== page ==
Catholics also don’t necessarily all agree on every issue. There are plenty of pro-choice Catholic voters, just as there are orthodox Catholics who agree with the pope on everything.
But what Catholic voters don’t like is the idea of the federal government attacking the church for being what it is.
That last line is the money quote: Catholics don’t like being attacked for simply being Catholic.
That’s what the Obama administration has been doing when it, for instance, mandates Catholic hospitals to cover contraception [help CatholicVote oppose this], or when the (Obama-stacked) National Labor Relations Board decides that St. Xavier –a Catholic university– is not Catholic enough, and that it can force the university to accept labor unions.
These two issues are only the tip of the iceberg. I’ve chronicled in the past years numerous other instances where Obama has made it difficult for the Catholic Church to pursue her mission: on conscience rights, on protecting the unborn, on preserving and promoting the institution of marriage, on religious liberty — you name it. But don’t just take my word, read what Feehery writes.
In fact, there’s good evidence to suggest that Obama has already lost the Catholic Vote. The question is whether he can possibly get it back. It’s critical that he does — because, as Feehery and others point out, if you lose the Catholic vote in the presidential election, you lose. Period.
Here’s why Obama has probably already lost the Catholic Vote — or why it is at least up for grabs. Exit polling from the last national elections in 2010 show, depending on which polls you consult, anywhere from a 24-point to an 18-point Catholic swing from supporting Democrats to supporting Republicans. The Associated Press claimed Catholics supported the GOP by 58%, CNN said it was 55%, and a CNN exit poll pegged Catholic support of the GOP in 2010 at 53%.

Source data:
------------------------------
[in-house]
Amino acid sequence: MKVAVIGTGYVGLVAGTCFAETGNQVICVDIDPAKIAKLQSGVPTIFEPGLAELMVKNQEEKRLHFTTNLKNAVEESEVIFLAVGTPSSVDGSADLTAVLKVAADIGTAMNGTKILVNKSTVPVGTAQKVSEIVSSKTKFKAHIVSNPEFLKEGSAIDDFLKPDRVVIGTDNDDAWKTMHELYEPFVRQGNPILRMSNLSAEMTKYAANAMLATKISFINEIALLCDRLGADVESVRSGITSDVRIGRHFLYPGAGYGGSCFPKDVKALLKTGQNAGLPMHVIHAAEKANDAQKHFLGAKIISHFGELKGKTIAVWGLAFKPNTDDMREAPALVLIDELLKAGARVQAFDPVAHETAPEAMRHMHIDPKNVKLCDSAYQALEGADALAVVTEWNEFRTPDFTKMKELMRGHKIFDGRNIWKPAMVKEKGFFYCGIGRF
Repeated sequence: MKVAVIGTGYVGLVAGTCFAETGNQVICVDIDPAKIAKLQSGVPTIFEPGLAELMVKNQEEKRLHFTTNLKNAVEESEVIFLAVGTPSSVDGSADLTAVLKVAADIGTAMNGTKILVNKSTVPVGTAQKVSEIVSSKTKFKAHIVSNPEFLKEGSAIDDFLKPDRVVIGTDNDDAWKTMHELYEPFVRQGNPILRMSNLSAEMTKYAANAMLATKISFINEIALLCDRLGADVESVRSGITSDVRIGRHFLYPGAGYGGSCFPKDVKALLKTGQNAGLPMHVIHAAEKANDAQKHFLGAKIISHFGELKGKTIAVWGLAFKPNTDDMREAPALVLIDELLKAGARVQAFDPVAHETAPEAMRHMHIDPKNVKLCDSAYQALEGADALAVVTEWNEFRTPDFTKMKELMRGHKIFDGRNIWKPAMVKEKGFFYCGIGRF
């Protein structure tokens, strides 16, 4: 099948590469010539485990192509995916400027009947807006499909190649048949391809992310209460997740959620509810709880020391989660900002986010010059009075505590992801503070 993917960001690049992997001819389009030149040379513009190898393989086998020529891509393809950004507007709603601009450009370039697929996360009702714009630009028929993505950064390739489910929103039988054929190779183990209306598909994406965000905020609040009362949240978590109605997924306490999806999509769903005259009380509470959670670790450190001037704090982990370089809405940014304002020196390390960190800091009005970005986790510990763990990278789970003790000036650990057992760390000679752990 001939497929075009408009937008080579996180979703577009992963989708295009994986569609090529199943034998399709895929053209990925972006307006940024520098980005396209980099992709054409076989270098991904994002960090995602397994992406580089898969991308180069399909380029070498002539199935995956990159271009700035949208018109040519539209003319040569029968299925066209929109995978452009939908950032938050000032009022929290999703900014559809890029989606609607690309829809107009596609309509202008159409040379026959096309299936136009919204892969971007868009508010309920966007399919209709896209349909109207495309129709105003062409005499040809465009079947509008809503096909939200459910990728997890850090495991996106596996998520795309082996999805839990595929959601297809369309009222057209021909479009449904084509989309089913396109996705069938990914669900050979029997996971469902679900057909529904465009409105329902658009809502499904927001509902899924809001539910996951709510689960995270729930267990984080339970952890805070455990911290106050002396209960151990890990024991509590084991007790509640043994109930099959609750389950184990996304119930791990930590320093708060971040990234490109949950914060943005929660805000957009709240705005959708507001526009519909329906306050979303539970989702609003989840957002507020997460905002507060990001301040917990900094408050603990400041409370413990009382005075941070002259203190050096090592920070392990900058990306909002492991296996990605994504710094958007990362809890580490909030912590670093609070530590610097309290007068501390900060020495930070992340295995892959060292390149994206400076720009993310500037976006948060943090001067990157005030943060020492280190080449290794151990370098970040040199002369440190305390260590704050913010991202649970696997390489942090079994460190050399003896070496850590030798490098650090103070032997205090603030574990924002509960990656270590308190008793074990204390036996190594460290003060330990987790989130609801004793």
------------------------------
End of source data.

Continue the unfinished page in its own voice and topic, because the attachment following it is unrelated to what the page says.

Bush beat Kerry in 2004 with only 52% of the Catholic Vote. Which means that whatever poll you consult, Obama was already at least 6 points behind Bush’s 2004 winning-level of support in 2010, and Obama’s poll numbers have only decreased since then.
Here’s the caveat: lots of Democrats didn’t go out and vote in 2010, and off-year elections are always tougher on the incumbent party in power (in 2010 that was the Democrats). Additionally, Democrats largely neglected Catholic outreach in the 2010 elections. So 2012 will be more of an uphill climb because we can count on Democrats to have learned their lesson about not courting Catholics. But the prognosis remains favorable if the current trends hold.
That’s why we’ll need all hands on deck to keep Catholics in the column of the candidate and party that best represents Catholic social teaching on foundational issues as life, marriage, family, subsidiarity, and religious freedom in 2012.
Please visit CatholicVote’s homepage to see how you can immediately help.
And continue to prepare for the good fight ahead.